One of the best methods a lecturer can employ to help a student to come to terms with these uncertainties is to encourage social interaction between their students. This point may be overlooked, as it seems that many academics believe the most productive thing for students to do in lectures is listen.

Solitary study can lead to high drop out rates of first year students since it does not provide them with an opportunity to develop a social network that will allow them to feel comfortable in the learning environment. The lecturer has the ability to encourage group work such that students can build friendship bases, which can also contribute to higher attendance rates later in the semester. Therefore, lecturers that encourage group work within their course will find that they help their students to find their feet at university and produce a more pleasant learning environment that will likely have a greater student attendance.

Joe Callingham is a Postgraduate student in the School of Physics, Faculty of Science.


If you’re teaching a first year unit of study, you may be interested in looking at either the First Year Experience or Transition to University websites, which have a range of useful resources for planning and teaching.

 [close]

As any student will tell you, the first lecture at university is both an exciting and harrowing experience. While such an event symbolises the start of a new chapter in a student...[more]

New to tutoring? Some tips to help you survive your first tutorial

Before your first tutorial

  • Plan each tutorial and seek feedback from colleagues if you’re not sure about the timing or appropriateness of activities and topics. An important part of tutoring is ensuring that you use questions effectively – know the types of questions you will be asking, and what learning outcomes they will lead to. A resource that might be useful is asking questions to improve learning.
  • Don’t expect that every room in the University will have a similar layout or be equipped with the same resources. If you require a piece of equipment, like a computer, it may be wise to check the room prior to your first tutorial.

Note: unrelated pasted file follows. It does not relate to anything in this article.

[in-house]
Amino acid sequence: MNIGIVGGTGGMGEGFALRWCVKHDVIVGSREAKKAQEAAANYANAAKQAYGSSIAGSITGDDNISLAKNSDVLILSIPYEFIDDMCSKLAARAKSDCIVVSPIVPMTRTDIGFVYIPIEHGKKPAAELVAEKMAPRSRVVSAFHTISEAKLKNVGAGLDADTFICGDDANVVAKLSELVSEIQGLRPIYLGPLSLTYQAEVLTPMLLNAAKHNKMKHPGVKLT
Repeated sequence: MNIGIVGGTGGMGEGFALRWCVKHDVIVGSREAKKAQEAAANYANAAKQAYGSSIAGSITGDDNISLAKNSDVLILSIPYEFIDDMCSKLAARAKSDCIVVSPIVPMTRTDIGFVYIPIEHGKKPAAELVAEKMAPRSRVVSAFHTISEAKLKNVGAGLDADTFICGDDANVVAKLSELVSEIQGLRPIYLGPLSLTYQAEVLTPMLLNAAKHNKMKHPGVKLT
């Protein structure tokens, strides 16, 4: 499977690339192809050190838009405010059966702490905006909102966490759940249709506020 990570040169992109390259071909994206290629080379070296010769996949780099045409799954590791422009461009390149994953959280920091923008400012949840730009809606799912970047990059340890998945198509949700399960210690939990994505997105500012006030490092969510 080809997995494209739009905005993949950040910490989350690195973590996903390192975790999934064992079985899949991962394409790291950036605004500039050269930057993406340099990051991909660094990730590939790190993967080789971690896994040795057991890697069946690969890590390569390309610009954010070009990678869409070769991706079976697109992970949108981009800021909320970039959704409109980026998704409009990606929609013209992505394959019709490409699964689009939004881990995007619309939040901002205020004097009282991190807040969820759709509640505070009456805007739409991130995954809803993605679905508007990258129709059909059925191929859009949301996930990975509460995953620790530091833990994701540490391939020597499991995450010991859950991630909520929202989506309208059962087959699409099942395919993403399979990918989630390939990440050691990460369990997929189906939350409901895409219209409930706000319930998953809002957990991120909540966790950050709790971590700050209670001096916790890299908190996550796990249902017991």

Surviving your first tutorial

  • Appear confident, enthusiastic, and committed to helping students learn. One way to begin a semester is to ask your students what they expect from tutorials. This is an opportunity for you to tailor future tutorials to your students’ abilities and interests, and to ensure they do not expect you to give them the answers to the final exam.
  • Be aware that various days and times of the week (and semester) can affect students’ engagement. Accept that there will be silences, and prepare accordingly. Allow students time to think about a question, or to note some points before you ask them to share with the group. If there is no response to a question, one strategy is to invite all students to stand and discuss their thoughts in pairs, and to sit down when they have an answer.
  • Check in at the end of tutorials – spend a few minutes asking students to write down what was the most useful aspect of the tutorial and what is still unclear.

A couple of handy guides are “Conducting tutorials” (Lublin & Sutherland, 2009) and “McKeachie's Teaching Tips” (McKeachie & Svinicki, 2006).

Learn more about University tutoring and teaching from the central program and Faculty programs.[close]

Before your first tutorial Plan each tutorial and seek feedback from colleagues if you’re not sure about the timing or appropriateness of activities and topics. An imp...[more]

Tune in to new video clips on 'how to engage students in lectures'

In collaboration with ICT Audio Visual Services, the ITL is producing several short (4-5 minute) videos on how to engage students in lectures and tutorials. The first three videos in the series which show colleagues engaging students in lectures across a range of disciplines is now available on the ITL website, on the New Staff web page.

The New Staff web page welcomes all new academic staff to teaching at the University, and provides helpful guidance on short courses on teaching, building a career and getting a teaching qualification.

If you are new to teaching and/or the University, and are receiving this issue of Teaching@Sydney for the first time, then you might like to take a look at the videos now available.

If you are an experienced teacher, then why not take a look too, we are looking for more volunteers to collaborate with in making videos!

We will add more videos on lecturing and tutoring during the year. To be involved in making a video, or if you have suggestions about videos you would like to see, then please contact us.[close]

In collaboration with ICT Audio Visual Services, the ITL is producing several short (4-5 minute) videos on how to engage students in lectures and tutorials. The first three video...[more]

Keeping up with the latest on research supervision

New supervision policy: On 20 February, a new policy – Supervision of Higher Degree by Research Students Policy 2013 – was approved by Academic Board and came into effect two days later. A copy of the policy is available here. A one-hour lunch-time information session on the new policy will be held in April, and for more information on this session, contact Prof. Keith Trigwell.

Foundations of Research Supervision: If you have not yet completed the Foundations of Research Supervision program, there is no better time to do so than now. The feedback has been excellent: Of the over 100 academics from across the University who finished the program last year, 91.2% rated the online modules ‘Useful’ or ‘Very Useful’.

Here are some of their written comments: